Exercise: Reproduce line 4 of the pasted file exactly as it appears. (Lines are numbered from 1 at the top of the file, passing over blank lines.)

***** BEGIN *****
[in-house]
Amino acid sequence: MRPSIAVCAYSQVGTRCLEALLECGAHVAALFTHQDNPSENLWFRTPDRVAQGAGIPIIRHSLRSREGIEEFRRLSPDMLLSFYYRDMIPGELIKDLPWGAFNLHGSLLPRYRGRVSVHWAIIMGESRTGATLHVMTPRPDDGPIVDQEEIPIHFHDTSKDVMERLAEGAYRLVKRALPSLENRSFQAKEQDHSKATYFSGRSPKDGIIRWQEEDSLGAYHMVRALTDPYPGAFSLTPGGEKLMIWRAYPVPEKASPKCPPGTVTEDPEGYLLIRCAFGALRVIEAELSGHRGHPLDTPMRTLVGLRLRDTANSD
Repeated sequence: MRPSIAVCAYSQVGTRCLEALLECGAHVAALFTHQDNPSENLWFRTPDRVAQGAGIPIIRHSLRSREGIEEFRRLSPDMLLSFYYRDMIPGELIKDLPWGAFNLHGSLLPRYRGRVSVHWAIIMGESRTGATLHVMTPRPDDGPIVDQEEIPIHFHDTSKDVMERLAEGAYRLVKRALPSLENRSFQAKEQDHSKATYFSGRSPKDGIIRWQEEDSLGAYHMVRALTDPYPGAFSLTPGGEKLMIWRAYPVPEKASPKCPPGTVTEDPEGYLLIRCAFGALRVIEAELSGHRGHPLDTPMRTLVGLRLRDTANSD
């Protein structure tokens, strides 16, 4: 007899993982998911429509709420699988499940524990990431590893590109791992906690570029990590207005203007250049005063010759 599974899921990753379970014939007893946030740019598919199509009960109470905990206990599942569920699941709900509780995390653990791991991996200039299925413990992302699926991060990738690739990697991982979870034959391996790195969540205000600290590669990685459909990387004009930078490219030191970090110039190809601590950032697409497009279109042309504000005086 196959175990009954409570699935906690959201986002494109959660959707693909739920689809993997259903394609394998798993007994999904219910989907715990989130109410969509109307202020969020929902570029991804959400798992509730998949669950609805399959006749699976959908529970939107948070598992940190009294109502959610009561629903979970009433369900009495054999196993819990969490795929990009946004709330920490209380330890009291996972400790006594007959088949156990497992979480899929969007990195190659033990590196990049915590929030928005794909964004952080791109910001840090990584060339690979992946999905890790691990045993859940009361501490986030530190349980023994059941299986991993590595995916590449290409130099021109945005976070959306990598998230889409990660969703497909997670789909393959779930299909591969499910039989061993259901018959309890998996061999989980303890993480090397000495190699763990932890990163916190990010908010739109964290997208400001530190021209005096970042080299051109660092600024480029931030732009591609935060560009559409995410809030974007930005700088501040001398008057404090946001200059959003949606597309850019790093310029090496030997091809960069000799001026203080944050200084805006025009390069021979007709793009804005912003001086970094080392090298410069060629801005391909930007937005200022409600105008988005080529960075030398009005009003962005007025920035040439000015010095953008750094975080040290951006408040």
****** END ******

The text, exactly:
């Protein structure tokens, strides 16, 4: 007899993982998911429509709420699988499940524990990431590893590109791992906690570029990590207005203007250049005063010759 599974899921990753379970014939007893946030740019598919199509009960109470905990206990599942569920699941709900509780995390653990791991991996200039299925413990992302699926991060990738690739990697991982979870034959391996790195969540205000600290590669990685459909990387004009930078490219030191970090110039190809601590950032697409497009279109042309504000005086 196959175990009954409570699935906690959201986002494109959660959707693909739920689809993997259903394609394998798993007994999904219910989907715990989130109410969509109307202020969020929902570029991804959400798992509730998949669950609805399959006749699976959908529970939107948070598992940190009294109502959610009561629903979970009433369900009495054999196993819990969490795929990009946004709330920490209380330890009291996972400790006594007959088949156990497992979480899929969007990195190659033990590196990049915590929030928005794909964004952080791109910001840090990584060339690979992946999905890790691990045993859940009361501490986030530190349980023994059941299986991993590595995916590449290409130099021109945005976070959306990598998230889409990660969703497909997670789909393959779930299909591969499910039989061993259901018959309890998996061999989980303890993480090397000495190699763990932890990163916190990010908010739109964290997208400001530190021209005096970042080299051109660092600024480029931030732009591609935060560009559409995410809030974007930005700088501040001398008057404090946001200059959003949606597309850019790093310029090496030997091809960069000799001026203080944050200084805006025009390069021979007709793009804005912003001086970094080392090298410069060629801005391909930007937005200022409600105008988005080529960075030398009005009003962005007025920035040439000015010095953008750094975080040290951006408040």